Judge Daryl Loomis is keen on a woman from a rival state. Arkansas, prepare to suffer.
We will make war to achieve peace.
In the 3rd Century BCE, the feudal Chinese warlords began a major consolidation of power that resulted in seven major states fighting for control of the nation. War and bloodshed became the order of the day. Before it was all settled, countless soldiers died and empires were turned asunder. It's under this historical context that we find ourselves in The Warring States, an epic that should be more than it is.
Facts of the Case
The Wei and Qi factions of China are at serious odds, each killing innumerable numbers of the other. To turn the tide, both are searching the mountains for the reclusive Sun Bin (Sun Hong-Lei, A Woman, a Gun and a Noodle Shop), purported to be the son of the great strategist Sun Tzu. The Qi finds him and forces him into service for their cause. He'd be less inclined to serve if not for the beautiful and savage princess of the Qi clan (Jing Tian), whom he immediately falls in love with. Unfortunately, she was once involved with Pang Juan (Francis Ng, Infernal Affairs 2), military general of the Wei faction and the blood brother of Sun Bin. Former brothers, now rivals, use their armies to crush each other in the name of their respective clans and for the affections of the princess.
The Warring States begins very well, with the truly stunning Jing Tian leading an epic and brutal battle featuring huge numbers and mass death. Along with the gravitas-infused opening monologue, the film starts with a serious bang. The film never reaches those heights again, but it comes close at times. Once it settles down, the story takes on more characteristics of a historical melodrama than a war epic and that's where some people are going to step away from the film a little bit. The Warring States really is a romance under the specter of war, but there's enough sadism and violence that, given a fair chance, most people will find plenty to enjoy.
The action comes hot and heavy at regular intervals, which is what many are going to be looking for in a Chinese movie called The Warring States, but it's punctuated by a very decent melodrama between the blood brothers and the beautiful princess. While I found both to be enjoyable enough, director Jin Chen (Mini) doesn't seem to know which side he wants to focus on, muddling the story a little too much. The savagery the princess displays in the opening battle is supplanted by her becoming the object of affection, but only most of the time. Whenever it is convenient, the character becomes violent, but there's never any consistency there. This is the case with almost all of the characters. As enjoyable as the film can be at points, it's just too confused and inconsistent in tone to really soar.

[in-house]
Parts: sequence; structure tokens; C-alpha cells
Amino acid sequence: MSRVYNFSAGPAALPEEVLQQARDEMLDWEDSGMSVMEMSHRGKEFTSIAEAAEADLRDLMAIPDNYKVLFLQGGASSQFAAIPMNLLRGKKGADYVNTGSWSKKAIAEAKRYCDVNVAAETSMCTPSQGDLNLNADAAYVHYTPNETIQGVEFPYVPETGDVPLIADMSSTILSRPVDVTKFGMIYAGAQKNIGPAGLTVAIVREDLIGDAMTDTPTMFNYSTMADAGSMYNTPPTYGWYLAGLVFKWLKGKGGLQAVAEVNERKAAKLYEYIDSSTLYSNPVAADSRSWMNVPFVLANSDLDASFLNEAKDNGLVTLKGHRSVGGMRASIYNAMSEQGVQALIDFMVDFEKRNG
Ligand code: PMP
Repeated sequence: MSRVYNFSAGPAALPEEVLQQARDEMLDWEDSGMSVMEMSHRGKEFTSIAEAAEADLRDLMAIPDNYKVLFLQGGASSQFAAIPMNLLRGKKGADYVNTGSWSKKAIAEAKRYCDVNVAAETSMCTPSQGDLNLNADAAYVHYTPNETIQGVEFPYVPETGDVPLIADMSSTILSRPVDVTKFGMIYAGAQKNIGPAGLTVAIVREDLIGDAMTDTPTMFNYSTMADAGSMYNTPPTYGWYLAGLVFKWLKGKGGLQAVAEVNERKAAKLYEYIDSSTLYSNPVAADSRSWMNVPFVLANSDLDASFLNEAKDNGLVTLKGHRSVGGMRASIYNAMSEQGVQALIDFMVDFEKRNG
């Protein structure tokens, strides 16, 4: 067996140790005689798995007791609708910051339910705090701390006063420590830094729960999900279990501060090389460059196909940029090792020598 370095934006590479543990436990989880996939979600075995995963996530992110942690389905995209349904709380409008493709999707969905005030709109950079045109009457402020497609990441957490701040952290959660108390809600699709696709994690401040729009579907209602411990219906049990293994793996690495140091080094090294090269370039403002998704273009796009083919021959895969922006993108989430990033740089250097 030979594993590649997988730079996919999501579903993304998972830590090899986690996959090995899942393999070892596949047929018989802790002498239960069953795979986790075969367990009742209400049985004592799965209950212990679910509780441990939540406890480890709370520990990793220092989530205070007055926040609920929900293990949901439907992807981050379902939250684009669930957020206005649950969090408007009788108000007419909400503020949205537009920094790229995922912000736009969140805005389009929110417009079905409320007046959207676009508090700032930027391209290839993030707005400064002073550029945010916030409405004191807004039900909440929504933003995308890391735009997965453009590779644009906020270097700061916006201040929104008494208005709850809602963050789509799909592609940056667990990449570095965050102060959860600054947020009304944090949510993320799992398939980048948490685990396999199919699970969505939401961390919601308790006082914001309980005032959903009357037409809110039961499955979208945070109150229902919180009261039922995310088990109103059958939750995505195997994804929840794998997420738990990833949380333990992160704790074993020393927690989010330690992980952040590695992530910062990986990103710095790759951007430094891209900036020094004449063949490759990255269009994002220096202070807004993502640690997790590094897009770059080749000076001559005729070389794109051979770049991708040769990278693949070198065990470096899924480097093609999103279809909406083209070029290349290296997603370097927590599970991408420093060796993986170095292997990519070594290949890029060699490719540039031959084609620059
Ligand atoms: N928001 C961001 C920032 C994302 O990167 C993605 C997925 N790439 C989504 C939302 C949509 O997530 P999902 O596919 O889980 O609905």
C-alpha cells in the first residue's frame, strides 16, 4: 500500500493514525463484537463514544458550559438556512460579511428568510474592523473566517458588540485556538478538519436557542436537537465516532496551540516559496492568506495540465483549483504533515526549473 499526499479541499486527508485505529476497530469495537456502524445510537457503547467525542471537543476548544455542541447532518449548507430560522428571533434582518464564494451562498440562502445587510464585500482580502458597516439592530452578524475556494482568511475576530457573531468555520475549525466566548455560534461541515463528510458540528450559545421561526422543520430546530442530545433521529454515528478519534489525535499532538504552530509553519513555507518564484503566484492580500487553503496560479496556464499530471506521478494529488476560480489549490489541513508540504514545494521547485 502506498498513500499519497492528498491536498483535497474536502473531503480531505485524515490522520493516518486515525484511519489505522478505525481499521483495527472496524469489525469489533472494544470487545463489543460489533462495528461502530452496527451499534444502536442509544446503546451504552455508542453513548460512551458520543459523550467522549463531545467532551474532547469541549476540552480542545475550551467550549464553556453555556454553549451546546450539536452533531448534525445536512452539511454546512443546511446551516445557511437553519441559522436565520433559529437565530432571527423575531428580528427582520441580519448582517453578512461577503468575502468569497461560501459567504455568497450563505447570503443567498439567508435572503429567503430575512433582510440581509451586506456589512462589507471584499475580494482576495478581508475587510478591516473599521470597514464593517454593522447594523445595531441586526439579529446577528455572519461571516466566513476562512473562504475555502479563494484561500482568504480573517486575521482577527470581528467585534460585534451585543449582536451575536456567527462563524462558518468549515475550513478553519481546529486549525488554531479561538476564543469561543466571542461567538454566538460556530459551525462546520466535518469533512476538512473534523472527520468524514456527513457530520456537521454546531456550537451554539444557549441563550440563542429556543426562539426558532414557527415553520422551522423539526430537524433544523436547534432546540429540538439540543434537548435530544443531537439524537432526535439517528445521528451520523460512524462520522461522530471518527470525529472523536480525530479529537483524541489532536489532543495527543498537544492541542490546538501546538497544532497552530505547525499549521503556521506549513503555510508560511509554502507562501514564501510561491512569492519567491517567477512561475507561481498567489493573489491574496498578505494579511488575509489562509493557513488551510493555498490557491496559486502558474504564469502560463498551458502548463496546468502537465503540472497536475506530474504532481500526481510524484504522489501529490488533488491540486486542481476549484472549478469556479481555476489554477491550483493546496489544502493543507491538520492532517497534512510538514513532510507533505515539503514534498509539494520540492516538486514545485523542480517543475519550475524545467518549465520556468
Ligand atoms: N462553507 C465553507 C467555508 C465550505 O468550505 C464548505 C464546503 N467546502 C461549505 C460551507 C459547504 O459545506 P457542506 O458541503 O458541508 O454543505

Chen's inconsistency continues in the film's style, which is drastically busy. There are shots that are simply beautiful, but they don't linger very long as they give way to spinning cameras, out of nowhere wire work that absolutely doesn't need to be there, and unnatural zooms that reminds me of the cheesiest of Italian B-cinema. I appreciate the eye to style that Chen brings to the film, but it's simply too much. Add into that the conspicuously awful computer effects throughout the film and the otherwise good action scenes become something of a joke. A little more realism would have gone a long way in the film, but Chen takes the historical basis and makes it more of a fantasy than it either needs to be or the technical prowess of the filmmakers could really support.
China Lion's DVD of The Warring States is as disappointing as the film, but not a complete loss. The bare bones disc sports a terrible transfer full of defects and a serious lack of detail. This is apparent from the first moments with the snow-covered background hosting the opening credits, which are another shade of white and a virtually indiscernible against it. There is no improvement after that, as the whole thing varies between average and garbage. I'm not sure if it helps to mask some of the poorer CG effects, but it never looks as good as it should. On the other hand, the sound mix is excellent. There are two tracks here, surround and stereo options, but the surround is both the preferred track and fantastic. The iron clashes in all channels and the dialog balances very nicely with the music and ambient effects for a nice, complete spectrum. There are no extras.
The epic story and undeniably interesting historical context had the potential for a fantastic two hours of Chinese cinema. The fact is, however, that The Warring States is a disappointment. What's good is excellent, but it falls short on a number of levels that serve to sabotage much of those positive aspects, and the DVD doesn't help. It's not a bad film, and I enjoyed some of it greatly, but it just isn't what I hoped it would be.
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Scales of Justice
Studio: China Lion
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